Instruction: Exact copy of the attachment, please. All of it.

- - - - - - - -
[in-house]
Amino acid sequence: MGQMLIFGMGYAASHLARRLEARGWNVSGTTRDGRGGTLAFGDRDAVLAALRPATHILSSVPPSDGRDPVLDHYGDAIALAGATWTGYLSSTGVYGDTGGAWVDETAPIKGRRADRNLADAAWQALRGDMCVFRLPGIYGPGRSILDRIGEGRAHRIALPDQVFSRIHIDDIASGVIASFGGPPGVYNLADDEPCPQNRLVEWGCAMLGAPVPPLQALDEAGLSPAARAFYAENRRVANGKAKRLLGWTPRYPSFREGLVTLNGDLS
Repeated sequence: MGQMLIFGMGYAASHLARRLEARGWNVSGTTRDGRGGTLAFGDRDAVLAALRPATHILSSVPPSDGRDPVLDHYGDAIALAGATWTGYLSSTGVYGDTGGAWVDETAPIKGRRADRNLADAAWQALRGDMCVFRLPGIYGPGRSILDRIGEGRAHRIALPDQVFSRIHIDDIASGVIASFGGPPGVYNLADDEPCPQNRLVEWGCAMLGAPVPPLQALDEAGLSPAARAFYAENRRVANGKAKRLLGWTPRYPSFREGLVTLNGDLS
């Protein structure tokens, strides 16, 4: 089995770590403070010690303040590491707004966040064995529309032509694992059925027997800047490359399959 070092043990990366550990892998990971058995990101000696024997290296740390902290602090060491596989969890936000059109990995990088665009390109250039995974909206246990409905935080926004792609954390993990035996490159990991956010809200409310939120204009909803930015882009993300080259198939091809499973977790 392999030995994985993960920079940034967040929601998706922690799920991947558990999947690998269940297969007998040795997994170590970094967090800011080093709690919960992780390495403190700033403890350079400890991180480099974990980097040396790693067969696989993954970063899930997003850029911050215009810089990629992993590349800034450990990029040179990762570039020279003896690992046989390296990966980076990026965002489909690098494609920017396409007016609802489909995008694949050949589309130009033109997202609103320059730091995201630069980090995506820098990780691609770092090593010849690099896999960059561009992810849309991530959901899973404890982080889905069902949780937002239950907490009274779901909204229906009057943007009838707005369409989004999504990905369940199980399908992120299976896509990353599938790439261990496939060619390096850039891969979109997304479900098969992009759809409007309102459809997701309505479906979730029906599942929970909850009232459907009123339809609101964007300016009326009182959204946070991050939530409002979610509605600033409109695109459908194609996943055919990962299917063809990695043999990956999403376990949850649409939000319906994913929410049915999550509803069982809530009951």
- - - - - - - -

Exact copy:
[in-house]
Amino acid sequence: MGQMLIFGMGYAASHLARRLEARGWNVSGTTRDGRGGTLAFGDRDAVLAALRPATHILSSVPPSDGRDPVLDHYGDAIALAGATWTGYLSSTGVYGDTGGAWVDETAPIKGRRADRNLADAAWQALRGDMCVFRLPGIYGPGRSILDRIGEGRAHRIALPDQVFSRIHIDDIASGVIASFGGPPGVYNLADDEPCPQNRLVEWGCAMLGAPVPPLQALDEAGLSPAARAFYAENRRVANGKAKRLLGWTPRYPSFREGLVTLNGDLS
Repeated sequence: MGQMLIFGMGYAASHLARRLEARGWNVSGTTRDGRGGTLAFGDRDAVLAALRPATHILSSVPPSDGRDPVLDHYGDAIALAGATWTGYLSSTGVYGDTGGAWVDETAPIKGRRADRNLADAAWQALRGDMCVFRLPGIYGPGRSILDRIGEGRAHRIALPDQVFSRIHIDDIASGVIASFGGPPGVYNLADDEPCPQNRLVEWGCAMLGAPVPPLQALDEAGLSPAARAFYAENRRVANGKAKRLLGWTPRYPSFREGLVTLNGDLS
């Protein structure tokens, strides 16, 4: 089995770590403070010690303040590491707004966040064995529309032509694992059925027997800047490359399959 070092043990990366550990892998990971058995990101000696024997290296740390902290602090060491596989969890936000059109990995990088665009390109250039995974909206246990409905935080926004792609954390993990035996490159990991956010809200409310939120204009909803930015882009993300080259198939091809499973977790 392999030995994985993960920079940034967040929601998706922690799920991947558990999947690998269940297969007998040795997994170590970094967090800011080093709690919960992780390495403190700033403890350079400890991180480099974990980097040396790693067969696989993954970063899930997003850029911050215009810089990629992993590349800034450990990029040179990762570039020279003896690992046989390296990966980076990026965002489909690098494609920017396409007016609802489909995008694949050949589309130009033109997202609103320059730091995201630069980090995506820098990780691609770092090593010849690099896999960059561009992810849309991530959901899973404890982080889905069902949780937002239950907490009274779901909204229906009057943007009838707005369409989004999504990905369940199980399908992120299976896509990353599938790439261990496939060619390096850039891969979109997304479900098969992009759809409007309102459809997701309505479906979730029906599942929970909850009232459907009123339809609101964007300016009326009182959204946070991050939530409002979610509605600033409109695109459908194609996943055919990962299917063809990695043999990956999403376990949850649409939000319906994913929410049915999550509803069982809530009951």